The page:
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But although the shorter menu included, on the night we visited, the sublime nugget of North Sea cod poached with buttermilk and nasturtium as an intermediate main, we would have not tasted the other outstanding dish of the night, barbecued morsels of lobster fished off Hartlepool, of all places, nor the hand-dived scallop pointed up with pickled green strawberries which preceded the other seafood in the full £130 eight-courser.

Only the final main of new season Texel lamb seemed a tiny bit pedestrian after the innovative combinations of the earlier dishes, the richest of which combined tiny tastes of whipped bone marrow with caviar, the simplest a hero dish of beetroot cooked all day in its own juices.

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The star of the show at Forest Side Hotel was the cheese trolley curated by Courtyard Dairy, which specialises in British fromagerie, and while it seems naughty to charge a £15 supplement on top of an already heftily priced set menu, the selection was spectacularly worth tasting.  We finished with a refreshing cucumber and lemon verbena pre-dessert, after which strawberries with sweet Cicely and white chocolate seemed almost redundant.

Wine pairing flights are available at £75 for the four-course menu and £125 for the full eight.  Each comprises the respective number of 75m tastes from a list which includes some unusual choices.  We were served an orange wine, a sublime natural white from New Zealand and a red from Serbia alongside classic French vintages from Burgundy and Bordeaux, and an English dessert wine.   There is a large selection of wines by the glass at £11 for a 125ml serving, while a smaller selection of “prestige” whites and reds starts at £18 and ascends to a jaw-dropping £35.

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In fact, the enjoyment is about far more than food and wine at The Forest Side, for many starting outside on the terrace, where cocktails include a margarita infused with nasturtium from the kitchen garden as well as northern rhubarb syrup, one of many classics given a twist by the hotel’s homegrown produce.  Even local gin has been infused with flowering currants and there is Cumbrian vodka on offer, while a wide choice of craft beers includes an excellent pilsner from the nearby Ulverston Brewery.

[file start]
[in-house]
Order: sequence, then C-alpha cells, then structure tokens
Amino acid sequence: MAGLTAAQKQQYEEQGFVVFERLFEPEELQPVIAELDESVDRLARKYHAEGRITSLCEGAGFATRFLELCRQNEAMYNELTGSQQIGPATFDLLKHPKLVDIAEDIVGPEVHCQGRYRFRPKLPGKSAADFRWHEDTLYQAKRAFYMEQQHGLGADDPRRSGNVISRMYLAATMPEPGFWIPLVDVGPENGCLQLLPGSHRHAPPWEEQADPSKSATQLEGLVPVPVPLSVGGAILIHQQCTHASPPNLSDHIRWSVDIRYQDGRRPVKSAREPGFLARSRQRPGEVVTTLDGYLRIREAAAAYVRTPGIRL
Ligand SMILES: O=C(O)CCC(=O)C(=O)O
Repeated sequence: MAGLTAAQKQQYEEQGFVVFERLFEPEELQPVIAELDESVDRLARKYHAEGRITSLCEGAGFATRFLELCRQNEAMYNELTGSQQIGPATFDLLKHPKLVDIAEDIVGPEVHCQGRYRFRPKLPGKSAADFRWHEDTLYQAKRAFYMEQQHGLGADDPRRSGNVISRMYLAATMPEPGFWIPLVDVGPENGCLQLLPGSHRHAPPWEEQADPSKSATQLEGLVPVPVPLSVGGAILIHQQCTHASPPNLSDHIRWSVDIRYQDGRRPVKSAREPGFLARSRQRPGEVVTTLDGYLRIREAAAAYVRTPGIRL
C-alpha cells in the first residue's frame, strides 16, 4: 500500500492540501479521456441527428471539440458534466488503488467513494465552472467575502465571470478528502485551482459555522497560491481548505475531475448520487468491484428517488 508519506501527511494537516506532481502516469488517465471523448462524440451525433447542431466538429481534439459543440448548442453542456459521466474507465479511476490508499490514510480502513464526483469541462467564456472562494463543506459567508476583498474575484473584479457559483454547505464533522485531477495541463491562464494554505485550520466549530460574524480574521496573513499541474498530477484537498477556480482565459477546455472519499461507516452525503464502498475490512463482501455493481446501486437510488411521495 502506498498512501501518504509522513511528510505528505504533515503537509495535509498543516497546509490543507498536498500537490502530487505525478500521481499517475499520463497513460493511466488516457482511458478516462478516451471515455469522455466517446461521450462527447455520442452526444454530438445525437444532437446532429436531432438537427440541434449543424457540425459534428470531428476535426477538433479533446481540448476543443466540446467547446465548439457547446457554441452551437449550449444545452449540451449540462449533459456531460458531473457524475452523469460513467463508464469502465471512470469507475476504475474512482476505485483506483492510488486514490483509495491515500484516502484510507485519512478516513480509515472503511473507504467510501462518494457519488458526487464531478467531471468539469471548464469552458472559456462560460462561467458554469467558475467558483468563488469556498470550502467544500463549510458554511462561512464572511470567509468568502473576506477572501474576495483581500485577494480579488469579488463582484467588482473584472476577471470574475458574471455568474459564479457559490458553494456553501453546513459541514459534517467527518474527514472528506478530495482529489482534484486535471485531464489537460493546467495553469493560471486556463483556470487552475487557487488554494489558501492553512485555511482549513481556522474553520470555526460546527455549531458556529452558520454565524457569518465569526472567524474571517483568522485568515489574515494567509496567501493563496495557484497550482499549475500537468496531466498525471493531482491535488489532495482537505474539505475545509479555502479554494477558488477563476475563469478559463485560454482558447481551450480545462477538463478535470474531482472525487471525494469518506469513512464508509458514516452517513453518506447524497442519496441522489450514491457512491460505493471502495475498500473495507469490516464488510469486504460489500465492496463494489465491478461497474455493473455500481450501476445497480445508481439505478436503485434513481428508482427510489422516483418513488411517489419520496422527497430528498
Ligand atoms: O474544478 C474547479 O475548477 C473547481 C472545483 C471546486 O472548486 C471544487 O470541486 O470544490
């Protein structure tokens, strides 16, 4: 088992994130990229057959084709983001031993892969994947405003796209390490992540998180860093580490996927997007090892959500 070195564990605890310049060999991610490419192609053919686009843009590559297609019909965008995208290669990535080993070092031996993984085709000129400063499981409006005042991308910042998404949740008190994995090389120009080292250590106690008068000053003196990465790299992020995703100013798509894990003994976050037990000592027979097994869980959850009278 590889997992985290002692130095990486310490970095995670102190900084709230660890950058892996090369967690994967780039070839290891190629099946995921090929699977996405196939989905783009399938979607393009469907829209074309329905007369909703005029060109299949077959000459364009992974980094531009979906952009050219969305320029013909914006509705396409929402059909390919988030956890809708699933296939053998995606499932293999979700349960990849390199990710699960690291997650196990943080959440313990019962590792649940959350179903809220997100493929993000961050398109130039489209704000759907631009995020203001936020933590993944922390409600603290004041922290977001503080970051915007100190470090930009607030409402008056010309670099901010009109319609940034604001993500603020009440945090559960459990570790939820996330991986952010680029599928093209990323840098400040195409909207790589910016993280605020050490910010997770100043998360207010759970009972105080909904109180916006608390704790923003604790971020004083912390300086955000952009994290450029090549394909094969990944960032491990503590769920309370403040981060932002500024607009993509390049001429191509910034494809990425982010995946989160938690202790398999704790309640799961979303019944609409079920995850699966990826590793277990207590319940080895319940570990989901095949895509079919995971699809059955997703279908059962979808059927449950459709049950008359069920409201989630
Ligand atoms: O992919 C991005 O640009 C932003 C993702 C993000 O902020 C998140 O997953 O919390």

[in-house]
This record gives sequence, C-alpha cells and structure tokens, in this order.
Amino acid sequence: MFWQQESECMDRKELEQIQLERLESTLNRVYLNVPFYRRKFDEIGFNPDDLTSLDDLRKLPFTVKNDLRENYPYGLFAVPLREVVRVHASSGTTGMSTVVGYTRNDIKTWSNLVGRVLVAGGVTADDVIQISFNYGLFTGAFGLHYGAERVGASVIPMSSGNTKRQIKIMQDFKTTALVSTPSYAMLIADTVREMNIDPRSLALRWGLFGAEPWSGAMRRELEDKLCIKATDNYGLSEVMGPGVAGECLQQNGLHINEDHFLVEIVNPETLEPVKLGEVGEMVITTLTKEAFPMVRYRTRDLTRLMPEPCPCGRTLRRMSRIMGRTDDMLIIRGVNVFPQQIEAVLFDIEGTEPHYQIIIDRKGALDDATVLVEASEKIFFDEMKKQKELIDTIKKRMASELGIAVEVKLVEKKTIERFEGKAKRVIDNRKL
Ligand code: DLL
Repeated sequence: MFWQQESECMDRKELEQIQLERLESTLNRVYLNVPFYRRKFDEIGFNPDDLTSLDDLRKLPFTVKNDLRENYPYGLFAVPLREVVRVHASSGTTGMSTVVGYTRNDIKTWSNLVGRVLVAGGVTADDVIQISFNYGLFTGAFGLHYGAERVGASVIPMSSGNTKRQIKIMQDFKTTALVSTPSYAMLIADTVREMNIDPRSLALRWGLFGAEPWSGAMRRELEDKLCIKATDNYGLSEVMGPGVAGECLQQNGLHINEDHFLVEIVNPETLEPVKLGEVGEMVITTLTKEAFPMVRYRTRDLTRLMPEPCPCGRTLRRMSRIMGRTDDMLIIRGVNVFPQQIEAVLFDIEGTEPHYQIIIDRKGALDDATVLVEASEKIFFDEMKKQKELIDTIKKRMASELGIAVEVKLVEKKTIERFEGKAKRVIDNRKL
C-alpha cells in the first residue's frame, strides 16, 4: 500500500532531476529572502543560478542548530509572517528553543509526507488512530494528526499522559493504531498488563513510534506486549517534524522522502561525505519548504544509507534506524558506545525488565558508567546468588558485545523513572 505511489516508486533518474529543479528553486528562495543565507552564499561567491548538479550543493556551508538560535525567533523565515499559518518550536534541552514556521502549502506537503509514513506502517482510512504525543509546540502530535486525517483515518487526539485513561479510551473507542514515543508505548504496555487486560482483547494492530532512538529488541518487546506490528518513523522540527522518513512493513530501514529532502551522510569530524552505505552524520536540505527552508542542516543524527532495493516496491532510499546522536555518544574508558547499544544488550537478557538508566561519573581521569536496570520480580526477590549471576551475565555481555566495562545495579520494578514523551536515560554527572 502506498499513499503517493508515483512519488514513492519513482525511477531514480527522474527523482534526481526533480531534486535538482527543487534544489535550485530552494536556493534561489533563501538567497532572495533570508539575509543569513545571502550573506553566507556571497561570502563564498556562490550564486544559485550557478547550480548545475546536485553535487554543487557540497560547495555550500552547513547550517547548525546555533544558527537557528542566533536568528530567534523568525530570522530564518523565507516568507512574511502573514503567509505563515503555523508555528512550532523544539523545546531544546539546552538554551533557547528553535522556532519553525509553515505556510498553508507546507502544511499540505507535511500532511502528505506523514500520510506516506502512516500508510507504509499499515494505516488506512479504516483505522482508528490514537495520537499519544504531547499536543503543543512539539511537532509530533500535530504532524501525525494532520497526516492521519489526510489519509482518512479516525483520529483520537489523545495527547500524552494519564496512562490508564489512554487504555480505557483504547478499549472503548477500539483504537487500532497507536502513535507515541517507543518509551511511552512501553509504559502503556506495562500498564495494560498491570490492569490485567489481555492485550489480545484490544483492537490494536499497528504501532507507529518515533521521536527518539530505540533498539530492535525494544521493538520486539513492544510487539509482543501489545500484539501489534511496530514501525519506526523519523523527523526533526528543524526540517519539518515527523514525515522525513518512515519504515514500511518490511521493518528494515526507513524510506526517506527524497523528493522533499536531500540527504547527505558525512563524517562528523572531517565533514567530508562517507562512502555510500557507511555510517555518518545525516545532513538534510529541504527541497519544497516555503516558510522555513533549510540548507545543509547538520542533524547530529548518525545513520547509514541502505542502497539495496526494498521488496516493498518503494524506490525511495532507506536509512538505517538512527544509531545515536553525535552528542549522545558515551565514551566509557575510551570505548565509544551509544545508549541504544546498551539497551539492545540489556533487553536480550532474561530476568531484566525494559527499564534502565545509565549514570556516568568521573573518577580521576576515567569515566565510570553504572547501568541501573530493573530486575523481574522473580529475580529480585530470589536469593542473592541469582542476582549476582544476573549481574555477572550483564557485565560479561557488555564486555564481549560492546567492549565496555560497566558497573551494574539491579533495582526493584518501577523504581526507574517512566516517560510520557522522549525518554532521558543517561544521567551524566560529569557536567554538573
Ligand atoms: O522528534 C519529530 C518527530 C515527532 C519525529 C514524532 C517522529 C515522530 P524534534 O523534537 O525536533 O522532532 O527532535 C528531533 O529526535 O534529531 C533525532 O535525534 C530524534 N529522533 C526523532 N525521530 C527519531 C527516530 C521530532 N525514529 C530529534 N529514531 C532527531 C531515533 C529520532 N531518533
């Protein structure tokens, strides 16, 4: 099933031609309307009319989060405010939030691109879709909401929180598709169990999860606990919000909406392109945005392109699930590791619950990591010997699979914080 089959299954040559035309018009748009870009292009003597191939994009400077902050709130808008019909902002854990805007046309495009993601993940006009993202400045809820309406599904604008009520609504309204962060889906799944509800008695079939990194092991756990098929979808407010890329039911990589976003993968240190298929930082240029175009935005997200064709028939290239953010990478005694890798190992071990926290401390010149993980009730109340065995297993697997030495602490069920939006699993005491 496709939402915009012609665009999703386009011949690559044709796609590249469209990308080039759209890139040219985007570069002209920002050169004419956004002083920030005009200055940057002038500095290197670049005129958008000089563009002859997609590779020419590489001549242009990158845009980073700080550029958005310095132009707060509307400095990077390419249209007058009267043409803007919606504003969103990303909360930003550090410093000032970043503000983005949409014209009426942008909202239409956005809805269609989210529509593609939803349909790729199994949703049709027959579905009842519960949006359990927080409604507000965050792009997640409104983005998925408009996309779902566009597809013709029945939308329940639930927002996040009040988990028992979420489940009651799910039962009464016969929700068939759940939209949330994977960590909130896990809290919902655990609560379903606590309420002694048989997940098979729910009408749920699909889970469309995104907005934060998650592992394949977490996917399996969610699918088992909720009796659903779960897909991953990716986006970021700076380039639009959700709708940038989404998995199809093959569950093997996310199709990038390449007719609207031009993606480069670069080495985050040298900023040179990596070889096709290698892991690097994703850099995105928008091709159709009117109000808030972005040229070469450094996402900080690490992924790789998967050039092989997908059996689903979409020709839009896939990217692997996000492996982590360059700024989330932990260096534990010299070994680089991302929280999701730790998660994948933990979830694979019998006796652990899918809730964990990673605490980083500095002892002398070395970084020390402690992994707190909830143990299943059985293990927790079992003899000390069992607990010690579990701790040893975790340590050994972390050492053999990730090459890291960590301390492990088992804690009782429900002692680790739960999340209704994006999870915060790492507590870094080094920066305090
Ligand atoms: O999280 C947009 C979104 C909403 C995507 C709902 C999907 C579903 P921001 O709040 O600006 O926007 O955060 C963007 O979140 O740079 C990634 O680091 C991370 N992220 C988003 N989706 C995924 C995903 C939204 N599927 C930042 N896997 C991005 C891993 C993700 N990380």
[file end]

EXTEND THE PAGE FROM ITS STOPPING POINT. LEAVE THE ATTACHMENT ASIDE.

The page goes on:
Dinner is served in a spare but handsome room overlooking the garden which echoes nature itself in the bare, scrubbed wood tables and the individual rustic leather pouches packed with cutlery which are delivered to each diner to select from at will.   A printed menu slotted into a handsome, take-home print of a lakeside scene by famous Grasmere 20th century artist William Heaton Cooper was an unexpected souvenir to be treasured, and service by extremely well-trained young staff who managed to combine professionalism with informality made the meal an experience to remember.

 The Forest Side Hotel in Grasmere.

Breakfast is less formal, but no less good, featuring the best porridge tasted outside Ireland – proper coarse oatmeal cooked in water if preferred to milk, and served with a choice of whiskey and honey or fruit accompaniment.   All the usual variations on eggs Benedict were available, made with superlative Hollandaise sauce, juices were freshly pressed and coffee was from the local Red Bank roastery.

A fellow guest we met in Grasmere next day was looking forward to her third night at the hotel, for which the tasting menu was being varied to avoid repetition; she and her husband had chosen The Forest Side as a gourmet replacement for another Lake District hostelry of the previous generation which had recently bitten the dust.   Despite the high prices and cost of living crisis, The Forest Side is an act which looks likely to run and run.

Tell Me More About the Forest Side Hotel

The Forest Side Hotel Keswick Road Grasmere Cumbria LA22 9RN

T: 015394 35250

4 Course Dinner, Bed & Breakfast From £479   8 Course Dinner, Bed & Breakfast From £579